Are you a good password user?
If you have different passwords for every account, each a unique configuration of letters, numbers, capitals, and symbols, perhaps you are. No one can access your accounts. Including you.
Today, to access our many online accounts, each of us has an average of a hundred passwords. We need the accounts to access modern life swiftly – but if that means playing a memory game each time we want to access them, that ‘swift’ access is just a figment
of our imaginations.
Plus, fraud is still a huge problem; a recent report found that almost two in three companies were hit by it in the last two years. The complexity of having over a hundred passwords could be doing the opposite of their original purpose – exposing our accounts
The truth? Passwords need to be put to rest. Here’s why, and how it’s possible without leaving our online accounts at the mercy of fraudsters.
Customers no longer trust passwords
Research shows that organisations and consumers are trying hard to implement the current password advice.
Technological solutions like password managers are seeing strong uptake. We’re using the complex passwords that websites generate for us. There are even campaigns to allow us to copy passwords within sites to streamline user experiences. Fraud, however,
has not been reduced. More than £4 million was stolen from UK citizens by fraudsters every single day last year, a huge increase on 2019.
When consumers are punished either by continued hacking, having to wrack their brains for the password, or being locked out of their accounts after too many wrong attempts, they lose confidence. This limits the speed at which a post-pandemic economy can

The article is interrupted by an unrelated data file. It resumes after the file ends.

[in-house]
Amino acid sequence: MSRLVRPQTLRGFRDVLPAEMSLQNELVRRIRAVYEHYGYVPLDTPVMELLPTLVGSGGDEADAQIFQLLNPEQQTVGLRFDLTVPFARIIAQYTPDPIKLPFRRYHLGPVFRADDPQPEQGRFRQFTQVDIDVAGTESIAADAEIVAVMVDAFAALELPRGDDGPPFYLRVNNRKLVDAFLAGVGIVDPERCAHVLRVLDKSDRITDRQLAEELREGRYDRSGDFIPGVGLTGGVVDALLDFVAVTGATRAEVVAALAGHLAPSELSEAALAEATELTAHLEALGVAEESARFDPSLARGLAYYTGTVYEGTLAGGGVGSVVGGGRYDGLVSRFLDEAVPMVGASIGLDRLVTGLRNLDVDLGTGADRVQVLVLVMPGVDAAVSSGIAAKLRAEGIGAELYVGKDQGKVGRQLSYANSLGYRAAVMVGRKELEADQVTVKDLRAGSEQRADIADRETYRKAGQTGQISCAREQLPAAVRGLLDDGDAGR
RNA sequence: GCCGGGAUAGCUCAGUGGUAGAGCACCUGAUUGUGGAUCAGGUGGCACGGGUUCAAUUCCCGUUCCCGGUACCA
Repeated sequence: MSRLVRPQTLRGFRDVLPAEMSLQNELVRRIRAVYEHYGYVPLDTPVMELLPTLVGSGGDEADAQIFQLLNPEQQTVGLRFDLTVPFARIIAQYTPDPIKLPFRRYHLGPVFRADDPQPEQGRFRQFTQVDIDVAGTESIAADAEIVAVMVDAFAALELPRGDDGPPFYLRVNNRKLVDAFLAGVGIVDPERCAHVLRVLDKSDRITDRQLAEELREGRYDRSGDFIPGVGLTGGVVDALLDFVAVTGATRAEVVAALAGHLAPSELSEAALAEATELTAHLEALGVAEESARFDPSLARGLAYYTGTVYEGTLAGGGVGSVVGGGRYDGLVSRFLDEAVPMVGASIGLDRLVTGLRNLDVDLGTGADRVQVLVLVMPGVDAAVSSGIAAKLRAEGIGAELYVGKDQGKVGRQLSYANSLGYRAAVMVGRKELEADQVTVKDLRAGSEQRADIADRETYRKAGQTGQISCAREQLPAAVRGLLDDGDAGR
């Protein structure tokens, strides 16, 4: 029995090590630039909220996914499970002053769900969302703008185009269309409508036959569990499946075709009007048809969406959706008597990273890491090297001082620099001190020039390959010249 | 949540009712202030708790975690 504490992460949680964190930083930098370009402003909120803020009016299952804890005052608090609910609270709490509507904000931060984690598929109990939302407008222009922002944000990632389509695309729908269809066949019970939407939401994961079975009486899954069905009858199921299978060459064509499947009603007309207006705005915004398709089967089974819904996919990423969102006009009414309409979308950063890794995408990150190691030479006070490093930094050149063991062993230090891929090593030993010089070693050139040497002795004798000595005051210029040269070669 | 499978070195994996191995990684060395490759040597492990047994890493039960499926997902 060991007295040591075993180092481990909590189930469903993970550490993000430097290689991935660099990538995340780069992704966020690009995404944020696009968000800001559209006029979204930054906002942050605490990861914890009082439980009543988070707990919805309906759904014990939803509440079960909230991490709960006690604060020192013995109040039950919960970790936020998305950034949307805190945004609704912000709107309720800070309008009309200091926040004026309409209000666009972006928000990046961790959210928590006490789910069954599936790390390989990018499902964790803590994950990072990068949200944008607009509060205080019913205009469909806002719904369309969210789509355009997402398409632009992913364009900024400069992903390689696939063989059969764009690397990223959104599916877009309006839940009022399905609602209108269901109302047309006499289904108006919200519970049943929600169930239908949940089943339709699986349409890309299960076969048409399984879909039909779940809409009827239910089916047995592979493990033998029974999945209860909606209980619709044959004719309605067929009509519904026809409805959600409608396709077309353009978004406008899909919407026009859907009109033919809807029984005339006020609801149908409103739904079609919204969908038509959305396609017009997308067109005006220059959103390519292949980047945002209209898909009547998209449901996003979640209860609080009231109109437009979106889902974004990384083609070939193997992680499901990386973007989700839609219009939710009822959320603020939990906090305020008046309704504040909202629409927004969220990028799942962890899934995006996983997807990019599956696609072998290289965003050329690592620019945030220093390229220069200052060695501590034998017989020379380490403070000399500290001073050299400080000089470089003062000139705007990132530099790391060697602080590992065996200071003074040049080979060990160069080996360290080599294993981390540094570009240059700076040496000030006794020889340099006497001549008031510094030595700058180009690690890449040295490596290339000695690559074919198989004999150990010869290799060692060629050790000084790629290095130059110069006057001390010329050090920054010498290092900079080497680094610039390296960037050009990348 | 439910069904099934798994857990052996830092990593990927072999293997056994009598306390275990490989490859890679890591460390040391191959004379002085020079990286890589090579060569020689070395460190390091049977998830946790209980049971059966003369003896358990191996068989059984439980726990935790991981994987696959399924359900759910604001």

grow. Now, more than ever, businesses need our commerce.
Innovation in helping humans remember passwords is misplaced. We need a fresh start for security that works with, not against, natural human ability. But what’s next?
Ask for access by simply using your voice
Devices like Alexa and Google Home are revolutionising consumer technology today. Statistics show that half of UK citizens already have a voice assistant. Their seamless integration into the way we live our lives points clearly to the fact that voice technology
has that instantaneous outcome we’re seeking.
When we want to know the weather, we ask our smart assistants. When we want a reminder of what’s on our to-do lists, we ask our phones. Today, when you want help, you ask your voice assistant.
The same should go for access to our apps and accounts. When we want access, all we should be doing is asking for it. Plain and simple – nothing complex to remember, nothing to copy and paste.
Voice technologies can grant us access to our online accounts in two ways: once a person enrolls with their voice, a template is created. Then, they can authenticate in just two steps: first, the system matches their voice with the biometric template to
verify identity, and second, it determines the liveness of the voice. This ensures the person asking for access is really there behind the screen, rather than a voice recording.
In combination with face technology, which we’re increasingly seeing in a vast array of consumer-friendly, speedy, and secure use-cases, voice creates a powerful security seal upon the account that’s one hundred times stronger than face alone.